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. Last Updated: 07/27/2016

Perfect Pitch From Birth Depends on Language




NEW YORK -- Most native speakers of languages that use tones to convey meaning may have a form of perfect pitch, according to new research that suggests many or even most babies may be born with perfect pitch, but lose it if they do not learn a tonal language or undergo early musical training.


The brain processes acoustic tones in certain regions of the temporal lobes. Neural cells at different points in those regions are sensitive to different tones.


But while most people find it easy to perceive and sing musical tones relative to one another, an ability called relative pitch, the ability to place them on an absolute scale is much less common. Absolute, or perfect, pitch turns up in no more than one person out of 10,000 in Western countries, according to some estimates.


The languages studied in the new research were Vietnamese and Mandarin Chinese, in which different rising and falling tones can impart different meanings to the same combination of vowels and consonants. For example, the Mandarin word ma can mean mother, hemp, reproach or horse, depending on whether the spoken tone is flat, rising, falling or falling and then rising.


While the differences in meaning are conveyed largely by relative rather than absolute pitch, the researchers, led by Dr. Diana Deutsch, a psychologist at the University of California in San Diego, found that speakers retain an absolute tonal standard.


In the study, which Deutsch described Thursday at a meeting of the Acoustical Society of America, the researchers recorded Vietnamese and Mandarin speakers as they read lists of words that covered a wide range of tones, and then repeated the exercise days later.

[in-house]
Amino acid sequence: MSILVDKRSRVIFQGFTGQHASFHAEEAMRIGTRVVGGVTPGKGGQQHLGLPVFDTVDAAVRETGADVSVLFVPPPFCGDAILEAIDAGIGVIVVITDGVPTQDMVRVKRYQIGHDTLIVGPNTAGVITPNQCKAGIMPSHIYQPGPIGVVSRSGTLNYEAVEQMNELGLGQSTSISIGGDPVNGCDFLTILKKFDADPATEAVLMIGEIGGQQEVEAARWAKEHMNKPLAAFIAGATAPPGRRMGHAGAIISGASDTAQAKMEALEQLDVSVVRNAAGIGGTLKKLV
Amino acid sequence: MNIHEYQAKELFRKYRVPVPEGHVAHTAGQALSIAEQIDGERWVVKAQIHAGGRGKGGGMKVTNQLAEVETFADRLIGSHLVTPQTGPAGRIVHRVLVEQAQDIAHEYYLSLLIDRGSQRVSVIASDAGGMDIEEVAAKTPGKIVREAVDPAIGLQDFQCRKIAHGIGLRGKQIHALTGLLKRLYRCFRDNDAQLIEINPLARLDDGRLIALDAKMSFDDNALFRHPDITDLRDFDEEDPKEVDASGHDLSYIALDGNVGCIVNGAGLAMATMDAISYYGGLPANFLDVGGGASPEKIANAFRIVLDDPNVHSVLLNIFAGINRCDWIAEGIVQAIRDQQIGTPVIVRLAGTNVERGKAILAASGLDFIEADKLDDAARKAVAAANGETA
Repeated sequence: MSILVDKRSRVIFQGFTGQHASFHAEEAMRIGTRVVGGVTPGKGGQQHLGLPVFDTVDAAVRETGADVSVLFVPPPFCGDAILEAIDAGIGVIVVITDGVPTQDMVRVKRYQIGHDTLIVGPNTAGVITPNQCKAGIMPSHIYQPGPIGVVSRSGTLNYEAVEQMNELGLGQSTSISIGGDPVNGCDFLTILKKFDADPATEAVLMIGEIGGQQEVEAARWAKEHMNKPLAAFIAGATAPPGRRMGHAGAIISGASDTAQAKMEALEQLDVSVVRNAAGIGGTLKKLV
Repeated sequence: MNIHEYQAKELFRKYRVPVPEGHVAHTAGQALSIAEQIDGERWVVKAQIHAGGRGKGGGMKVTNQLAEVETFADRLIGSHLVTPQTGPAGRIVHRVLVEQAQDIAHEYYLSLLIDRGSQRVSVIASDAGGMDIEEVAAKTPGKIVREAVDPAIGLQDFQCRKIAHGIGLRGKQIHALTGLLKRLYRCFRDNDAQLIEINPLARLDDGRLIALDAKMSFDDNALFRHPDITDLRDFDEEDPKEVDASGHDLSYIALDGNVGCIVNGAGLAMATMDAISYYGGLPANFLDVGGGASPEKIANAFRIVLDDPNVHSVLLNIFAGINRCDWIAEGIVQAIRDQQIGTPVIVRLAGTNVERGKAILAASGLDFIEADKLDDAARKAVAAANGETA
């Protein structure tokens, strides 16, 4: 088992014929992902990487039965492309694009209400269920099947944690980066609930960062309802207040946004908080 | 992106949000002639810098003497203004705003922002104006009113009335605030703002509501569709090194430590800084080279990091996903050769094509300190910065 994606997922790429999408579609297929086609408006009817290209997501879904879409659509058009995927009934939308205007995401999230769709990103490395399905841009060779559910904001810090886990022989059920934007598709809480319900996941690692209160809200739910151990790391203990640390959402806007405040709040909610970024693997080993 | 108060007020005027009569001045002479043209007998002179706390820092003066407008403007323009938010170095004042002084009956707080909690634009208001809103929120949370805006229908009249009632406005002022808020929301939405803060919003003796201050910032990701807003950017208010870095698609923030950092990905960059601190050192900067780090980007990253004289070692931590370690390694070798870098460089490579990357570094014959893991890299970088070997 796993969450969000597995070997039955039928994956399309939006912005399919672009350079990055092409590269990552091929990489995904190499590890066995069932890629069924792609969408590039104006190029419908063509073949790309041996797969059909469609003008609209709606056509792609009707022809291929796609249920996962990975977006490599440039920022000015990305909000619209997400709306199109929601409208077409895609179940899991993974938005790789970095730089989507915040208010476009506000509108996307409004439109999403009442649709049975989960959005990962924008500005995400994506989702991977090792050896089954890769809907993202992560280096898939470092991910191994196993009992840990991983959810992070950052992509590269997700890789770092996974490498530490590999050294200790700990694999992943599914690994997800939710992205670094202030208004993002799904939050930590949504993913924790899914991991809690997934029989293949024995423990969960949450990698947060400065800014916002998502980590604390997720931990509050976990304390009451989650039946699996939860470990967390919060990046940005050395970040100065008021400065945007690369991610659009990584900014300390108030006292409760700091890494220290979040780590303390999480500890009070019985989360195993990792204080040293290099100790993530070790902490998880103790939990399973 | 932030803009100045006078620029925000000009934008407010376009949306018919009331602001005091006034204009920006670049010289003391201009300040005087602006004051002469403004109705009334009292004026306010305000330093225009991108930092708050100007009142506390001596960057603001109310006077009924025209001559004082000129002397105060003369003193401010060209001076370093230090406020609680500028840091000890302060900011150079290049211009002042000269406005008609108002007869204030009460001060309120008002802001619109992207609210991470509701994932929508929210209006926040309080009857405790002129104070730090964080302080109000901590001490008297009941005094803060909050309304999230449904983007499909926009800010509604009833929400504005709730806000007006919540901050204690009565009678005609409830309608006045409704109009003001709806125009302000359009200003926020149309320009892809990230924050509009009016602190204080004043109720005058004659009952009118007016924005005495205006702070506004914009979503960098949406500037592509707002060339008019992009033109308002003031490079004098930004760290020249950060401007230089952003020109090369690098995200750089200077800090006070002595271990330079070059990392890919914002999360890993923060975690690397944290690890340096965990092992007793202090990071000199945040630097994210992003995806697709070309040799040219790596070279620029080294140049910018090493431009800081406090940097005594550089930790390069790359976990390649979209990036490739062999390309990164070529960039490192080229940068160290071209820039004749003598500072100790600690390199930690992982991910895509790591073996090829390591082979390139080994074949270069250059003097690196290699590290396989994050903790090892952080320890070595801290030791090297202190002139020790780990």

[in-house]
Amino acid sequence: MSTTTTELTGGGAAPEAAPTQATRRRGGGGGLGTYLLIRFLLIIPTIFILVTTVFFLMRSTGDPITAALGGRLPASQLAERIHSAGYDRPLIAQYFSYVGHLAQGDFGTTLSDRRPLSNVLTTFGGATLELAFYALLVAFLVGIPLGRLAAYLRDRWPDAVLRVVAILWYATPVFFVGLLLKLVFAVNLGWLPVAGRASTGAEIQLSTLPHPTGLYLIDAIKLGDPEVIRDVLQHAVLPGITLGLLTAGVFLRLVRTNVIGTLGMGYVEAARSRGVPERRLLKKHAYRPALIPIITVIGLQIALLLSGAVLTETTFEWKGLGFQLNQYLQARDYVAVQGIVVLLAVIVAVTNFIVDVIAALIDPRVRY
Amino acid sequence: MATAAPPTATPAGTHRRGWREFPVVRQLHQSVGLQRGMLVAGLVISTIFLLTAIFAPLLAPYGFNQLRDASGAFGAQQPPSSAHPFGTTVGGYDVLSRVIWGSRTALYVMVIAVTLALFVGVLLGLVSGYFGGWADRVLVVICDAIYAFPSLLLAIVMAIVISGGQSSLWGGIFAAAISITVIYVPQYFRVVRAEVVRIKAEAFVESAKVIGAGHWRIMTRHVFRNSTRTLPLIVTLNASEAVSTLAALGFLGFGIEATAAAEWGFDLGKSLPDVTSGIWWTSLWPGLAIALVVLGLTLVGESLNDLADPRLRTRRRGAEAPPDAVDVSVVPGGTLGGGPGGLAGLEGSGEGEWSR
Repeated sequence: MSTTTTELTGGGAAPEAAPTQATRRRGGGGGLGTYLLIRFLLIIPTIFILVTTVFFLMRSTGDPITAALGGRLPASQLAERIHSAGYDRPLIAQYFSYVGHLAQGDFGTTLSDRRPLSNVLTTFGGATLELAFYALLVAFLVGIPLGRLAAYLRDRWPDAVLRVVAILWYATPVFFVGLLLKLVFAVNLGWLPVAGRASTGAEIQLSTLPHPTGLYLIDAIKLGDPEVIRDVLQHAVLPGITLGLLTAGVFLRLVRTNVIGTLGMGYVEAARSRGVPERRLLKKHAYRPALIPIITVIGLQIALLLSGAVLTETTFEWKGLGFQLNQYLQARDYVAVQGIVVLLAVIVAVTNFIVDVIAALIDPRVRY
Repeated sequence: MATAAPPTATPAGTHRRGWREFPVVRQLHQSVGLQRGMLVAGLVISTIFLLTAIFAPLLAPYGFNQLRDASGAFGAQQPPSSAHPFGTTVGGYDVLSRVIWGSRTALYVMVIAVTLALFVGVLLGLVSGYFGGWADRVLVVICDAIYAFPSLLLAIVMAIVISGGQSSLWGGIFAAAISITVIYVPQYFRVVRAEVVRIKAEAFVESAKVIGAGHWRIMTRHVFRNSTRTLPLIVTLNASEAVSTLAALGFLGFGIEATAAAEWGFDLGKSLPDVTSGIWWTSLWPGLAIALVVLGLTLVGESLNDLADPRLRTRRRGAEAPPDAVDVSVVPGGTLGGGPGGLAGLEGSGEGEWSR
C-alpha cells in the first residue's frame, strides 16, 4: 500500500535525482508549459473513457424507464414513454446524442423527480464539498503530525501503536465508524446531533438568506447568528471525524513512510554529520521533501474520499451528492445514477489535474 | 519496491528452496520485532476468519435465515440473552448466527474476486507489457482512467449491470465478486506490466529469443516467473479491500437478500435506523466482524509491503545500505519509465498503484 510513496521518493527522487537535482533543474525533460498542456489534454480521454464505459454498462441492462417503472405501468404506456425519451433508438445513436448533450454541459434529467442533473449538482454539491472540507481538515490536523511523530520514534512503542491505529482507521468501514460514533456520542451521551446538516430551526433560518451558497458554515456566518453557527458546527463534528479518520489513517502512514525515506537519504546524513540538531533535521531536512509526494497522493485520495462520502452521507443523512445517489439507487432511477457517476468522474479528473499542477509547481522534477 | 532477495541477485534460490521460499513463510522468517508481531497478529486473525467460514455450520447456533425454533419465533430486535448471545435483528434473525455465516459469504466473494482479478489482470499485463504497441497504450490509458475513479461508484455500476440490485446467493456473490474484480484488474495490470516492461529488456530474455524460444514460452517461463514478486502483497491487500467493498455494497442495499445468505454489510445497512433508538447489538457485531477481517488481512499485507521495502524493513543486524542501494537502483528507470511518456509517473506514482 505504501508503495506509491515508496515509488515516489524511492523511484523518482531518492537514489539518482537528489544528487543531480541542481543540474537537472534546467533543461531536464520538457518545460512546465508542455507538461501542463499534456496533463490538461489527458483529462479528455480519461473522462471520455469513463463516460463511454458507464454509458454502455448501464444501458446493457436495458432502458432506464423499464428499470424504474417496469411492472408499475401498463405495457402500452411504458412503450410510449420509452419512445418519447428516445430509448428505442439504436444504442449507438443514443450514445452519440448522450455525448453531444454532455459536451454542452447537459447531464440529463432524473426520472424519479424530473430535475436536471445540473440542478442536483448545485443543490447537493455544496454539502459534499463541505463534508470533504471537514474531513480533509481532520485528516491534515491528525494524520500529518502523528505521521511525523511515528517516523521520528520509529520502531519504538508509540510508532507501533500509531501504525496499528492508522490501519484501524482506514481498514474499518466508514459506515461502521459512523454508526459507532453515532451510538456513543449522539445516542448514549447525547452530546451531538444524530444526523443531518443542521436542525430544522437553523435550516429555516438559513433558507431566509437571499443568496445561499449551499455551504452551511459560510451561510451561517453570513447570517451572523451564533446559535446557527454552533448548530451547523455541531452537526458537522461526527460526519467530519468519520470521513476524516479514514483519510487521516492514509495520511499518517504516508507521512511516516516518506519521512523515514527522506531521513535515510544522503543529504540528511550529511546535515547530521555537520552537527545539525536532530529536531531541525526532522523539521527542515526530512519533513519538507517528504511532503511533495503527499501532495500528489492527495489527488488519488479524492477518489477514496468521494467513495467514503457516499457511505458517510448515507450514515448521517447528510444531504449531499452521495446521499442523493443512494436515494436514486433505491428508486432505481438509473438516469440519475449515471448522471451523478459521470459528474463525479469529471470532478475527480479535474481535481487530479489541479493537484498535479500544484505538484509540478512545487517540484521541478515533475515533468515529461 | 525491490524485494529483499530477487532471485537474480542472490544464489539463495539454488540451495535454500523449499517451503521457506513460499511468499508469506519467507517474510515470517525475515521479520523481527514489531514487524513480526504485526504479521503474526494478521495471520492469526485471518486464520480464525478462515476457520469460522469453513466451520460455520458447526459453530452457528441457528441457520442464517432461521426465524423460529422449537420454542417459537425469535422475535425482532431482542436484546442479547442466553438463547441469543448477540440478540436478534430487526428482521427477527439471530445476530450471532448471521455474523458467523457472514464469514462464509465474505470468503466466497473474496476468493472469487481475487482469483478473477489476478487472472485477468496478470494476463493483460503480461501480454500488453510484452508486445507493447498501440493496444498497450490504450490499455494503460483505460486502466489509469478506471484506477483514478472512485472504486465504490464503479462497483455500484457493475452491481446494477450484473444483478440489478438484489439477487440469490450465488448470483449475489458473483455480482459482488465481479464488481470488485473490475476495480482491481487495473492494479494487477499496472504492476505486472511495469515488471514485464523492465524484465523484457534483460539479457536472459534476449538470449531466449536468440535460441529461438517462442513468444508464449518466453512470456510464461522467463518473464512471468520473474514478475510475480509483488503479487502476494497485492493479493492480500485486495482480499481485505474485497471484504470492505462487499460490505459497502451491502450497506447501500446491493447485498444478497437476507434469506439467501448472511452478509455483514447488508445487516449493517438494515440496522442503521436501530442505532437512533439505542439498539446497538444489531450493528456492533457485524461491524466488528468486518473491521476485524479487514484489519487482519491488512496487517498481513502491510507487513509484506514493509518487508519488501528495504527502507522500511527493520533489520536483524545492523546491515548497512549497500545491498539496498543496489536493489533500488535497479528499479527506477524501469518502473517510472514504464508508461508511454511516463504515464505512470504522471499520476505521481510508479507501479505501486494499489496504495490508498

A computer analysis of the recordings showed that individual speakers uttered the same words at the same absolute pitches to within fractions of a semitone - the musical step from one key on a piano to an adjacent one.


"It really sounds as though the person is sitting there immediately repeating the sound," Deutsch said. "Which is really, to my mind, amazing."


Other research has shown the prevalence of perfect pitch is higher in Japan, where the language is not tonal, but where many young children receive Suzuki music training. Perfect pitch is also more common among professional musicians, but studies so far have not established whether the talent arises from youthful practice or led the musicians to their vocation in the first place.


Still, some scientists said the new finding suggests most babies are born with perfect pitch, but retain it only by learning a tonal language or undergoing some sort of early musical training.


"There could be a much higher incidence of absolute-pitch musicians out there if all of us were exposed to music much earlier," said Dr. Gottfried Schlaug, a neurologist at the Beth Israel Deaconess Medical Center in Boston who has studied how structures in the brain are related to absolute pitch.


Others believe that most people, even in Western countries, retain an almost perfect "pitch memory," but simply lack a means of giving names to each pitch and putting the ability into practice, as speakers of tonal languages can.